Home / Business / Rio Tinto chief Jean-Sebastien Jacques surrenders to the destruction of aboriginal caves

Rio Tinto chief Jean-Sebastien Jacques surrenders to the destruction of aboriginal caves

Jean-Sebastien Jacques

copyright of the imageScott Barbour / Getty Images

image captionJean-Sebastien Jacques has been Rio Tinto’s CEO since 2016

Rio Tinto boss Jean-Sebastien Jacques will step down following criticism of the mining giant’s destruction of sacred aboriginal sites.

In May, the world’s largest iron ore miner destroyed two ancient caves in Pilbara, Western Australia.

The company went on to blow up the rocky shelters of the Juukan Gorge despite opposition from traditional Aboriginal owners.

It sparked widespread condemnation from shareholders and the public.

  • The Church of England attacks a miner for Aboriginal explosions

  • Rio bosses lose bonuses for destroying indigenous sites

On Friday, the company said in a statement that “important stakeholders have expressed concern about executive accountability for identified deficiencies.”

The board said Jacques will remain as chief executive until March, or until a successor is appointed.

Other senior executives will leave the company at the end of the year, including heads of the iron ore and corporate relations divisions.

The caves, considered to be one of Australia’s most significant archaeological research sites, had shown evidence of continued human habitation dating back 46,000 years.

There were about eight million tons of high-quality iron ore, with an estimated value of £ 75 million (A $ 132 million; $ 96 million).

copyright of the imageAFP

image captionJuukan Gorge cave sites, seen before and after the destruction

The Australian Parliament is currently conducting an inquiry into the miner’s actions.

Rio Tinto also held its own investigation earlier this year, after which the company cut bonuses for directors and began attempting to repair ties with Aboriginal communities.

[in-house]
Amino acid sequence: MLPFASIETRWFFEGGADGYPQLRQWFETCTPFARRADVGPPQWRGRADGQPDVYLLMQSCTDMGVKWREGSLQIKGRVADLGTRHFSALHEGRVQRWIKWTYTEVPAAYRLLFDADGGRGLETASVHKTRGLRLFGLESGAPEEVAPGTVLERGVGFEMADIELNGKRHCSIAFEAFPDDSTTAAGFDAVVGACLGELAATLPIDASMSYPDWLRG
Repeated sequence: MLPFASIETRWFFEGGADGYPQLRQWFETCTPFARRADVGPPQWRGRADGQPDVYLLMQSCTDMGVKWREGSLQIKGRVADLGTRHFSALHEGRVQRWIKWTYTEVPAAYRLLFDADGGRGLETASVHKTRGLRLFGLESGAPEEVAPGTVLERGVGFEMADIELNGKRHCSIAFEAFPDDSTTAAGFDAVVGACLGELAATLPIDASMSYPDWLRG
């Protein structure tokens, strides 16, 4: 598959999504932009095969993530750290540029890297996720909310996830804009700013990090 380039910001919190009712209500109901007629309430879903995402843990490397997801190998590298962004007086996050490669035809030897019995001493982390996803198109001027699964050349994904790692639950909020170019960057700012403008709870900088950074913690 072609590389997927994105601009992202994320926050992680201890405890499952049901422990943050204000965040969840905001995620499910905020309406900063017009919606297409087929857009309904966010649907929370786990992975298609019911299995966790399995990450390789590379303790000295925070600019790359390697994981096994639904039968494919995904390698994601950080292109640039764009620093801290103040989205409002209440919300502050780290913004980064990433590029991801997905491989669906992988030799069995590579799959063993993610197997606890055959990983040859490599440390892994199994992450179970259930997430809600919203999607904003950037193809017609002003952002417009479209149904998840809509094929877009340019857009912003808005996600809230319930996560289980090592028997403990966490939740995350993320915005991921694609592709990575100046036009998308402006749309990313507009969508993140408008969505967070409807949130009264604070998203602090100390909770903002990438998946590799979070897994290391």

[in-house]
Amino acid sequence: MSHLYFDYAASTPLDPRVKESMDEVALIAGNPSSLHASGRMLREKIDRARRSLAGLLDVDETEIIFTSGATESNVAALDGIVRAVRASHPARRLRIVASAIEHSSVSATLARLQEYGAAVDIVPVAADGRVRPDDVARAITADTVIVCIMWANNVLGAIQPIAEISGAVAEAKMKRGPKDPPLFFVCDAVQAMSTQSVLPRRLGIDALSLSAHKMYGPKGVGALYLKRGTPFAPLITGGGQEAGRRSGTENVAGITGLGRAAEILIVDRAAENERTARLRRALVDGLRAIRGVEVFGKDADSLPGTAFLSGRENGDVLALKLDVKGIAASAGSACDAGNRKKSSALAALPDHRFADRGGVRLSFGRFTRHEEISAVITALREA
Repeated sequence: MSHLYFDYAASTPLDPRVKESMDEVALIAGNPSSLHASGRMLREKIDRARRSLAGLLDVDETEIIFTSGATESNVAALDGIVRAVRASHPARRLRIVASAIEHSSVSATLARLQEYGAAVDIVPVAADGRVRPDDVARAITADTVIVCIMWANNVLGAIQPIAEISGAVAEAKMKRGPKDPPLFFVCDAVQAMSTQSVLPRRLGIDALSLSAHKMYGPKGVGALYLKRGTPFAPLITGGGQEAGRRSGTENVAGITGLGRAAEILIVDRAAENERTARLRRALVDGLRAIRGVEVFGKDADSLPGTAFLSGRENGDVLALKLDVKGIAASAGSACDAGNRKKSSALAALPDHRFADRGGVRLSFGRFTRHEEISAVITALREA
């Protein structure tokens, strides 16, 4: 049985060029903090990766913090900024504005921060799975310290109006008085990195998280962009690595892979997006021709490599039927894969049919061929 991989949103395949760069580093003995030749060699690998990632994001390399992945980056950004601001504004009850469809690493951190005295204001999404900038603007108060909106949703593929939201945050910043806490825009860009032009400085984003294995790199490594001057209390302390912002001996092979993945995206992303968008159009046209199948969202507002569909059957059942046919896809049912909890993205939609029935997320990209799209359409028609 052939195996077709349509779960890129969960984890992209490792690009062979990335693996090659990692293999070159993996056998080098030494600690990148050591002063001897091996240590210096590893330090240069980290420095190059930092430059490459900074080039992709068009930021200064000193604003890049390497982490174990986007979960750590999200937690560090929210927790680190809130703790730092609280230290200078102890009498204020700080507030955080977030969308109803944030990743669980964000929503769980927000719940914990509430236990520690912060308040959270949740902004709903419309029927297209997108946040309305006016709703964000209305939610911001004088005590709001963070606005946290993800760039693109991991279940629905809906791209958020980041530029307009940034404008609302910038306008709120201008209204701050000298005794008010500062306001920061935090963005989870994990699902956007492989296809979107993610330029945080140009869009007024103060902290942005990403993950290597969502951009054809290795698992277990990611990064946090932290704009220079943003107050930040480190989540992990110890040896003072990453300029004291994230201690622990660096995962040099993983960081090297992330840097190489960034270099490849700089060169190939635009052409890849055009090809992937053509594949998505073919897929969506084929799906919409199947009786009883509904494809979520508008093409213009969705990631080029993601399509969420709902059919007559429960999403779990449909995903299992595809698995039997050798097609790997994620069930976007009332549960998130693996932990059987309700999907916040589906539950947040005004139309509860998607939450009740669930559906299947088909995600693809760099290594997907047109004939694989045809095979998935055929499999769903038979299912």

“What happened to Juukan is wrong and we are determined to ensure that the destruction of a heritage site of such outstanding archaeological and cultural importance never again occurs during a Rio Tinto operation,” said President Simon Thompson.

Artifacts found in the caves include a 28,000-year-old animal bone tool and a 4,000-year-old belt made of braided human hair. The DNA test had linked him directly to the people Puutu Kunti Kurrama and Pinikura (PKKP), the traditional owners of the land.

Following the destruction of the caves, a PKKP representative, John Ashburton, said the loss of the site was a “devastating blow”.

“There are less than a handful of known Aboriginal sites in Australia that are as ancient as this one … its importance cannot be underestimated,” he said.

Last week it was revealed that in the days leading up to the destruction of the caves in May, Rio Tinto hired lawyers in case opponents tried to seek injunctions to stop them.

Although the company claimed to have permission for work under the Aboriginal heritage laws, critics said the miner was aware of the site’s cultural importance.

In June, rival miner BHP also halted its plans to expand its mine in the Pilbara region in June following protests over Rio’s actions.

Related topics

  • Extraction

  • Australia
  • Australian Aboriginal culture
  • Western Australia

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